Prostate cancer is very common in western countries but quite rare in Asian countries. Many researchers believe this is due to the large amounts of green tea consumed in Asian countries and several research studies have confirmed a link between green tea consumption and lower rates of prostate cancer.
The largest of these studies was carried out at the Research Center for Cancer Prevention and Screening at the National Cancer Center (NCC) in Tokyo, Japan. Data was gathered by questioning 49,920 men between the ages of 40 and 69 on their green tea drinking habits. During the 11 year study period, 404 of the men were diagnosed with prostate cancer (0.8%). 271 of the individuals had localized prostate cancer, 114 had advanced prostate cancer while 19 of the cases were of an indeterminate stage.
The study found that while green tea was only slightly correlated with a reduction in prostate cancer risk, there was a significant reduction in the number of advanced cases of prostate cancer in tea drinkers. In those who consumed 3-4 cups of tea a day, relative risk of prostate cancer was reduced by 17% while those who consumed 5 or more cups of green tea daily had their risk reduced by as much as 48%.
The authors concluded that a statistically significant link existed between green tea consumption and a decreased risk of developing advanced prostate cancer.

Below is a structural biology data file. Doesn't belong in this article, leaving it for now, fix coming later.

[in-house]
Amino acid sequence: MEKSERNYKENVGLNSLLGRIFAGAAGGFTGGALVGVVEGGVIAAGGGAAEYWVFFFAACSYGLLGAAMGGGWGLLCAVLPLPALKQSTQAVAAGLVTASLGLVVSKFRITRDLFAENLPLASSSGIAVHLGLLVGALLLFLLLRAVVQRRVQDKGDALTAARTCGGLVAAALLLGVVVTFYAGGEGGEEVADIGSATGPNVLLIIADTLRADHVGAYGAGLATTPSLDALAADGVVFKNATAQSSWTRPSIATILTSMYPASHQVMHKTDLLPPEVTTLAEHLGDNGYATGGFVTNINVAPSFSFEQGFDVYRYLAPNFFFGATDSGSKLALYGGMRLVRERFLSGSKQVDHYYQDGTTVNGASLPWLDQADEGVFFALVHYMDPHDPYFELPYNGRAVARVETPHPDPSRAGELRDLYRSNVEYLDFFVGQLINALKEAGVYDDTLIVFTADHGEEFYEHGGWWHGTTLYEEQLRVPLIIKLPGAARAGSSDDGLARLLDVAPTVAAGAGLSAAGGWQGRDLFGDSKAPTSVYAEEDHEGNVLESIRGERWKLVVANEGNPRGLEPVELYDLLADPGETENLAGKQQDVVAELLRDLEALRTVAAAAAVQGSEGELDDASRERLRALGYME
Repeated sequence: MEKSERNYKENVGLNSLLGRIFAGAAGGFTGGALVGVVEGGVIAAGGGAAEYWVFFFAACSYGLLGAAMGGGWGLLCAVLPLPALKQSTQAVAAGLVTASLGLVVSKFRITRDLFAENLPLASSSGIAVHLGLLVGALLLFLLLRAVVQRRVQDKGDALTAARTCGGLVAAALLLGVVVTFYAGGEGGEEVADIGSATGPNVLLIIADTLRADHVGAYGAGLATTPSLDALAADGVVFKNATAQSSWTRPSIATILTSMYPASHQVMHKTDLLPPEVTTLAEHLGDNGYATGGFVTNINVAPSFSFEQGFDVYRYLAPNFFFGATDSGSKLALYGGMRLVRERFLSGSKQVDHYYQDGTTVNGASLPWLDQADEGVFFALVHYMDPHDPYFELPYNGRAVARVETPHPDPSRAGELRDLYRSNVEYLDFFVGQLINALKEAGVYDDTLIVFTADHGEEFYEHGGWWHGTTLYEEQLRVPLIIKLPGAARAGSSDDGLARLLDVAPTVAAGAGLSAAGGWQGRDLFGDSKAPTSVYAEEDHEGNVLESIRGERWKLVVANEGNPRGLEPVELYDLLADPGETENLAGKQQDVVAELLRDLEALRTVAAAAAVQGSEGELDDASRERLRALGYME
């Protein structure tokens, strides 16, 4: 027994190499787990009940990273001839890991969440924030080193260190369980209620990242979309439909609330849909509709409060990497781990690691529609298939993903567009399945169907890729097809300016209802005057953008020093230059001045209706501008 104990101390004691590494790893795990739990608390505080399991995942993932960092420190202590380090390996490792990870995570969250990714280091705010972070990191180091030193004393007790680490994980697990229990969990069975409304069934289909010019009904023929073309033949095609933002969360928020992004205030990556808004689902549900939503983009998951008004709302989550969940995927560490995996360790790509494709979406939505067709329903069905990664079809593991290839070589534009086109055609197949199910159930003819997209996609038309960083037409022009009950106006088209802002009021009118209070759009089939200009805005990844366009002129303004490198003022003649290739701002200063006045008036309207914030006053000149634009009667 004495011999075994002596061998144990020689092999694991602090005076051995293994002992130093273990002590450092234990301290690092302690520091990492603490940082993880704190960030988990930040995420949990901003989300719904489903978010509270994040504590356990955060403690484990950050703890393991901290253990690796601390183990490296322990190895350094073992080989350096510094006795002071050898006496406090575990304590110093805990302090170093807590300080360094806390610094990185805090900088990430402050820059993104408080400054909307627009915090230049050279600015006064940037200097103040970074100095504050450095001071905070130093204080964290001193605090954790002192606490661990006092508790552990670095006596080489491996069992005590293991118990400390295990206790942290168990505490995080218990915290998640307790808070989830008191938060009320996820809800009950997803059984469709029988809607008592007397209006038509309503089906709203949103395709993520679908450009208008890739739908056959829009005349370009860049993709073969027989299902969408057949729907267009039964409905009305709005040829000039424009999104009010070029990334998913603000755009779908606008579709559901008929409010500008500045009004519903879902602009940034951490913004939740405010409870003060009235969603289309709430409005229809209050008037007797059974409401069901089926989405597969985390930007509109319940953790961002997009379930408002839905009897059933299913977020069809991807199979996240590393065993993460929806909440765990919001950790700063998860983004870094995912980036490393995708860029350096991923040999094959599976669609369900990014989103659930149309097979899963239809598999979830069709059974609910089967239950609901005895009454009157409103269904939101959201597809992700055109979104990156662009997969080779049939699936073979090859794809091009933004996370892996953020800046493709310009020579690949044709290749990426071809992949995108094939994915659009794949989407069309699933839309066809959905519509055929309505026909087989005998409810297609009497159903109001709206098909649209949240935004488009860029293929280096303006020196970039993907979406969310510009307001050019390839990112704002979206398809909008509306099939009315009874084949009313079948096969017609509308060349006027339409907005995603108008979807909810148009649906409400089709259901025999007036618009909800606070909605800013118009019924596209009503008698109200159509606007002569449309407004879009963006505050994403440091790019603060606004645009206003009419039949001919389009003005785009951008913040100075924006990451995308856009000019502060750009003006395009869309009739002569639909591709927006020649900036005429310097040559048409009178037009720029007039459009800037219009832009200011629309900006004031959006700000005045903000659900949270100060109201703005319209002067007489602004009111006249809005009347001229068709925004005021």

A Chinese study published in 2003 found an even greater correlation between green tea consumption and prostate cancer. That study was carried out by comparing 130 individuals in south-east China who had been diagnosed with prostate cancer to 274 control subjects who did not have prostate cancer.
This study found that those diagnosed with prostate cancer were less likely to be tea drinkers and that the longer an individual had been drinking green tea and the more green tea they consumed, the less likely they were to develop prostate cancer.
In total 55.4% of those diagnosed with prostate cancer were tea drinkers compared to 79.9% in the group free of prostate cancer. Those who had been drinking green tea for over 40 years had an 88% reduced risk of developing prostate cancer, while those who consumed more than 1.5kg of green tea leaves yearly were 91% less likely to develop prostate cancer.
Finally, an Italian study found that individuals who were at high risk of developing prostate cancer could significantly reduce their risk of developing the disease by supplementing their diet with 600mg per day of green tea catechin (GTC). Just 1 of the 32 individuals (3.1%) who received the green tea catechin supplement developed prostate cancer during the one year study period compared to 9 of 30 (30%) in the control group.
Catechins are polyphenolic antioxidants that make up approximately 25% of the dry weight of a fresh tea leaf.
Researchers believe one of the catechins in green tea called epigallocatechin gallate (EGCG) helps prevent cancer by encouraging apoptosis (a form of programmed cell death) of cancerous cells while leaving healthy cells unharmed. Furthermore, high doses of green tea have been found to decrease testosterone levels and repress the androgen receptor gene – androgens have been shown to stimulate prostate cancer cell growth.
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